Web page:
The complexities of water management and seawater trials in the Vasse estuary were demystified last week at a science webinar hosted by GeoCatch.
The webinar was presented by Dr Linda Kalnejais from Department of Water and Environmental Regulation and is part of a series of webinars that is exploring the Vasse Wonnerup wetlands.
Linda explained to participants how scientists are trying to both understand and improve water quality in the Vasse estuary by trialling changes to gate operations on the Vasse surge barrier.
“These estuaries are highly valued by the local community and internationally due to the large number and diversity of waterbirds they support” said Linda. “But they also suffer from water quality problems like algal blooms and fish kills, driven by high levels of nutrients in the system”.
“Our research is looking at what positive impact we can have on water quality by changing the timing and amount of seawater we let into the estuary over summer months”.
Trials began at the end of 2014 and the results were not always as expected.
One of the early learnings was that the stratification or layering of the water column was occurring, with denser saltier and/or cooler water at the bottom. This bottom layer then doesn’t mix with the surface, preventing oxygen moving throughout the water column. This is one of the main reasons the Vasse estuary exit channel can have low oxygen levels in summer.
“In 2015 we let seawater in slowly and found that this actually had a negative effect on oxygen levels in deeper water due to salinity stratification” said Linda.
But in 2017 we didn’t let seawater in and we still got stratification, this time it was a temperature stratification. With the gates closed the water in the channel was very still and the surface waters became much hotter than those at the bottom. This condition also leads to low oxygen in deeper waters.
More recent trials have found that letting seawater in quickly lessens stratification, and opening the gates early in December interrupts the first algae bloom.
“We are now also leaving the fish gates open all summer which gives enough water to reduce temperature stratification, while allowing fish to pass downstream to the Wonnerup Inlet” said Linda.
“This method has been used for three successive years and while we may never have a perfect recipe, monitoring has shown that we have vastly reduced the number of hours of low oxygen in the bottom layer and improved phytoplankton numbers in the estuary.”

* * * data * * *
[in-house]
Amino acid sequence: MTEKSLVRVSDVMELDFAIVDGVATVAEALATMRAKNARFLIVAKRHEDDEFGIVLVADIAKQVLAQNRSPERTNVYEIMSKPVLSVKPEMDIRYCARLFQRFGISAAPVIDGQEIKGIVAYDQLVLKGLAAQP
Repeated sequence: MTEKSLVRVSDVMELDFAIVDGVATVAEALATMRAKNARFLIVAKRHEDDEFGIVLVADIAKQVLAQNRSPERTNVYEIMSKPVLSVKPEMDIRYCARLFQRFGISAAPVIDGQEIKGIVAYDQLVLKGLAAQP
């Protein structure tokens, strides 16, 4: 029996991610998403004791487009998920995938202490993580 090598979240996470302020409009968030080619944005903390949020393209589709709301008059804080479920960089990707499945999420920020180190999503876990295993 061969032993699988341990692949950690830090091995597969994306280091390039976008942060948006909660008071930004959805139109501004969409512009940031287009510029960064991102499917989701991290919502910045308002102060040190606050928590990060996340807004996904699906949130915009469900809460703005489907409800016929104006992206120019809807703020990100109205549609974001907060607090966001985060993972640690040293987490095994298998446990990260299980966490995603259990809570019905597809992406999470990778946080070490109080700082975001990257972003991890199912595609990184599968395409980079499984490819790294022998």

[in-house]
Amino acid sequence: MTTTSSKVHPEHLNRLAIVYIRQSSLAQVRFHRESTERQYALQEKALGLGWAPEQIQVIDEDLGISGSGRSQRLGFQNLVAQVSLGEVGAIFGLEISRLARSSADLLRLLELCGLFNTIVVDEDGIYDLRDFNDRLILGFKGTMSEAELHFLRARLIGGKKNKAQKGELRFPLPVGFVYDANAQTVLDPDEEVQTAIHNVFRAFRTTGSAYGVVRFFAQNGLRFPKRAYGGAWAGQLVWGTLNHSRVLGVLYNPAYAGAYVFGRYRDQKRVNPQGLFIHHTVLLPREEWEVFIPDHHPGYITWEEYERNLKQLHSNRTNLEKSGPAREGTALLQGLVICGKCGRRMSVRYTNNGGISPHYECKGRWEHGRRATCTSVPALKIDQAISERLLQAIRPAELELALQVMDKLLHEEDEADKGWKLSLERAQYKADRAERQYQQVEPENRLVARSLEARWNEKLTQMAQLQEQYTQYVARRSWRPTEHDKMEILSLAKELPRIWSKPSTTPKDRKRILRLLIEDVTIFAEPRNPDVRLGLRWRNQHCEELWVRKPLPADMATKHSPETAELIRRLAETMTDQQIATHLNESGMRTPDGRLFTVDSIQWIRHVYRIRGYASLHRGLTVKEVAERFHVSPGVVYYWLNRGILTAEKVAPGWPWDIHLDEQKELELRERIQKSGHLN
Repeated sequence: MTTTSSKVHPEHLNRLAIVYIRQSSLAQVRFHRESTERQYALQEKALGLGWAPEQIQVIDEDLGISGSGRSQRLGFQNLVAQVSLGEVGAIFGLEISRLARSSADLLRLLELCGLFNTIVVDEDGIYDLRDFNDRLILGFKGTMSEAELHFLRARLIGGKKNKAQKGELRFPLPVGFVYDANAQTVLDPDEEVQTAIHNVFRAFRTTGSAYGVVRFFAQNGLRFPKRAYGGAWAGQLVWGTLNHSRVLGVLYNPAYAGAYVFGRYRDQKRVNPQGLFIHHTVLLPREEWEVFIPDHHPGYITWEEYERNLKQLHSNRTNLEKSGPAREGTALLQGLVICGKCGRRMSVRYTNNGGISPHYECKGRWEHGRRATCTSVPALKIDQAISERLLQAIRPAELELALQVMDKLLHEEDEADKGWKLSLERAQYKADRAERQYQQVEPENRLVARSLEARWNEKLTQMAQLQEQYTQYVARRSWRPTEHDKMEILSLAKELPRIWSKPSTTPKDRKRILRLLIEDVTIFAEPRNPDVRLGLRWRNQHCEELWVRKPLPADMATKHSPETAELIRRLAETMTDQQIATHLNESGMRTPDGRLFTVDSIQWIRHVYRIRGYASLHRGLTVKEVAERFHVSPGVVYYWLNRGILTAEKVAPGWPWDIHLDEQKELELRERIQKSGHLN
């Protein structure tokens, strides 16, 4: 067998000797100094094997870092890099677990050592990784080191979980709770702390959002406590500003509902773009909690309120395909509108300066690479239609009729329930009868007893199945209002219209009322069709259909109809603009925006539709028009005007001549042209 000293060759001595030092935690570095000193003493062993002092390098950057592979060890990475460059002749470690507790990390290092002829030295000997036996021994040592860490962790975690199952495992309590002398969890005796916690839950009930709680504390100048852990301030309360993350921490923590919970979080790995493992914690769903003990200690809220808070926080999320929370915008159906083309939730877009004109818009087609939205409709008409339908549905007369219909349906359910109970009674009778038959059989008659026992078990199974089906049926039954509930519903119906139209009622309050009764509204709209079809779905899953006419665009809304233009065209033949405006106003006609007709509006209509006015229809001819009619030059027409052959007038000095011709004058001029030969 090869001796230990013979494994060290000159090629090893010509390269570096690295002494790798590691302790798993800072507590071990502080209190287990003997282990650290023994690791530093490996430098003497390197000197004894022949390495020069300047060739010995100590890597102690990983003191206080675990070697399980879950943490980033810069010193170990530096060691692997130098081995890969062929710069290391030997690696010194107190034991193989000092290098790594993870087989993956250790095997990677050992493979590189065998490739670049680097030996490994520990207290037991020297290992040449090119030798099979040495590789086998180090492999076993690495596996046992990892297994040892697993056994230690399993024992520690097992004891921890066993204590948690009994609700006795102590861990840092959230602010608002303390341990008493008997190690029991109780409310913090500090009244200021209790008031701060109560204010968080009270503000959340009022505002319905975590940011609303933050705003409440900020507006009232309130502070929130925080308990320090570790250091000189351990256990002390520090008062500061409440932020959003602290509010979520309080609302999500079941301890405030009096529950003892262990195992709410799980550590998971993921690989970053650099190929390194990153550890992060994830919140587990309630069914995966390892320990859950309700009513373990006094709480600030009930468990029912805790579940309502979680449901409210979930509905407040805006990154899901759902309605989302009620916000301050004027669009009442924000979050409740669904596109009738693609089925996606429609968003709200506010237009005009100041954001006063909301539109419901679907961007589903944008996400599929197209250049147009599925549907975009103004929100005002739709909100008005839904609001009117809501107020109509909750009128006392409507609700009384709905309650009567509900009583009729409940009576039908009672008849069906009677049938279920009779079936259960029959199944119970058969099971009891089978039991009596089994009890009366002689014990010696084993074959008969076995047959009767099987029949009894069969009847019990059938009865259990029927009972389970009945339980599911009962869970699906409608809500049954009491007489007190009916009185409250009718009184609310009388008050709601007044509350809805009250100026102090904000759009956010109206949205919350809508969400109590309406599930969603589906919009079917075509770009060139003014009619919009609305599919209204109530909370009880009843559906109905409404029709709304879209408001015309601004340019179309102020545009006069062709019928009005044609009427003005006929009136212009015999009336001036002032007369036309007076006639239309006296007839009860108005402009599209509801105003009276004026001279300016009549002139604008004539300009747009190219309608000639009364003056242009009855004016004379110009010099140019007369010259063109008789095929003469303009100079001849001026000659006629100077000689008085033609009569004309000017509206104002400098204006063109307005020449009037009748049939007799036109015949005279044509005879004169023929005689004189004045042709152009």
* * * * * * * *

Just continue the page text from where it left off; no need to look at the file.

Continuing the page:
Because seawater is being let into the system earlier and more seawater is being let in overall, it is important that scientists monitor any changes to the ecology of the Vasse-Wonnerup.
“Water levels in autumn are now 10cm higher, and the upper estuary is now wet in summer where it previously dried out. We are monitoring aquatic plants, macroinvertebrates, fish and waterbirds to determine any impacts” said Linda.
In 2019 bird numbers on the Vasse declined substantially after the gates were opened. The cause of the decline is unknow but may have been caused by increased salinity and/or water levels due to the seawater inflows.
“It is a balancing act between protecting ecological values upstream whilst improving water quality in the channel to prevent algal blooms and fish kills”.
The Vasse Wonnerup Wetlands Partnership leads the management of the Vasse Estuary with representatives from Department of Biodiversity, Conservation and Attractions, Department of Water and Environmental Regulation, Primary Industries and Regional Development, City of Busselton and Water Corporation.
The final webinar in the series will be held on 11 November and presented by Kim Williams from Department of Biodiversity, Conservation and Attractions, who will be speaking about the amazing waterbird life on the Vasse-Wonnerup. To register visit the GeoCatch website or Facebook page.
This webinar has been recorded and is available to view on GeoCatch’s YouTube channel https://www.youtube.com/watch?v=RWfXhbCFVOQ&t=2422s
This webinar series is funded through the state government’s Revitalising Geographe Waterways program which aims to improve water quality, waterway health and management of Geographe waterways.